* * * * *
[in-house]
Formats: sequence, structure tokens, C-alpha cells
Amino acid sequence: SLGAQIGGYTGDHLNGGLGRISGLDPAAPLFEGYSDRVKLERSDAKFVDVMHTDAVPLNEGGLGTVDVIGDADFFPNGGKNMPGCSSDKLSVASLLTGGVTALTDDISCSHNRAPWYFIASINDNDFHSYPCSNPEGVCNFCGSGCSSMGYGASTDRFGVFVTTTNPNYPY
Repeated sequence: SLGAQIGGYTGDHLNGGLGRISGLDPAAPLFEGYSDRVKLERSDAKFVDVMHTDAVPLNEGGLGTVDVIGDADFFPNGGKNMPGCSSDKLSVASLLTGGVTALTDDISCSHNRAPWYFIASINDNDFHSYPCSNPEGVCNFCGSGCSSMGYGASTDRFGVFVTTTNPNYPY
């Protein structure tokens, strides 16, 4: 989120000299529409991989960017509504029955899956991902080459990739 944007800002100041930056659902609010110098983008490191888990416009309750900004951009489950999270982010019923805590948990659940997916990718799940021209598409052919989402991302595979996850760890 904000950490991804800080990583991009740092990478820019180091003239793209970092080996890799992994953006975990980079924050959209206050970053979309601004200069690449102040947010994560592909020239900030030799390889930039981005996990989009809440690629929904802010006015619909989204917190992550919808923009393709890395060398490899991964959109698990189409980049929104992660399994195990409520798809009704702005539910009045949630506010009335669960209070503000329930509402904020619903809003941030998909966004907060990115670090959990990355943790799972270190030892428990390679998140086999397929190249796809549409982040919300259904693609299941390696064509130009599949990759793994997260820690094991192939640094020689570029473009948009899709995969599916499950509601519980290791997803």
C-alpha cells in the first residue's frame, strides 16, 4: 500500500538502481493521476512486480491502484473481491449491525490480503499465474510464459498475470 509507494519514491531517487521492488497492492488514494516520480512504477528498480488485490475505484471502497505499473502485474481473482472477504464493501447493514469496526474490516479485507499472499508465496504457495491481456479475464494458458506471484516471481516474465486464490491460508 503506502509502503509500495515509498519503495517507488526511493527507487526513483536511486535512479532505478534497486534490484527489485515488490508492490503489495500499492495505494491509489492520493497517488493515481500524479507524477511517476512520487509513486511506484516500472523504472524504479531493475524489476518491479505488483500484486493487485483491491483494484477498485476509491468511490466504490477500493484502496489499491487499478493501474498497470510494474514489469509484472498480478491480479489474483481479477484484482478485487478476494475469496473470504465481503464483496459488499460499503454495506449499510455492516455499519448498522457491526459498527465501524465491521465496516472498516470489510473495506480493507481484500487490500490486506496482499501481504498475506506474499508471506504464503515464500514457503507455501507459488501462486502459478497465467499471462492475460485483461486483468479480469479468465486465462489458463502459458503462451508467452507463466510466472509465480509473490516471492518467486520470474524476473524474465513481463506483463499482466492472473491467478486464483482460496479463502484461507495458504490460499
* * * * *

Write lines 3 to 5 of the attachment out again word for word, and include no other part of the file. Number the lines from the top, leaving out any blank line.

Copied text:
Amino acid sequence: SLGAQIGGYTGDHLNGGLGRISGLDPAAPLFEGYSDRVKLERSDAKFVDVMHTDAVPLNEGGLGTVDVIGDADFFPNGGKNMPGCSSDKLSVASLLTGGVTALTDDISCSHNRAPWYFIASINDNDFHSYPCSNPEGVCNFCGSGCSSMGYGASTDRFGVFVTTTNPNYPY
Repeated sequence: SLGAQIGGYTGDHLNGGLGRISGLDPAAPLFEGYSDRVKLERSDAKFVDVMHTDAVPLNEGGLGTVDVIGDADFFPNGGKNMPGCSSDKLSVASLLTGGVTALTDDISCSHNRAPWYFIASINDNDFHSYPCSNPEGVCNFCGSGCSSMGYGASTDRFGVFVTTTNPNYPY
């Protein structure tokens, strides 16, 4: 989120000299529409991989960017509504029955899956991902080459990739 944007800002100041930056659902609010110098983008490191888990416009309750900004951009489950999270982010019923805590948990659940997916990718799940021209598409052919989402991302595979996850760890 904000950490991804800080990583991009740092990478820019180091003239793209970092080996890799992994953006975990980079924050959209206050970053979309601004200069690449102040947010994560592909020239900030030799390889930039981005996990989009809440690629929904802010006015619909989204917190992550919808923009393709890395060398490899991964959109698990189409980049929104992660399994195990409520798809009704702005539910009045949630506010009335669960209070503000329930509402904020619903809003941030998909966004907060990115670090959990990355943790799972270190030892428990390679998140086999397929190249796809549409982040919300259904693609299941390696064509130009599949990759793994997260820690094991192939640094020689570029473009948009899709995969599916499950509601519980290791997803």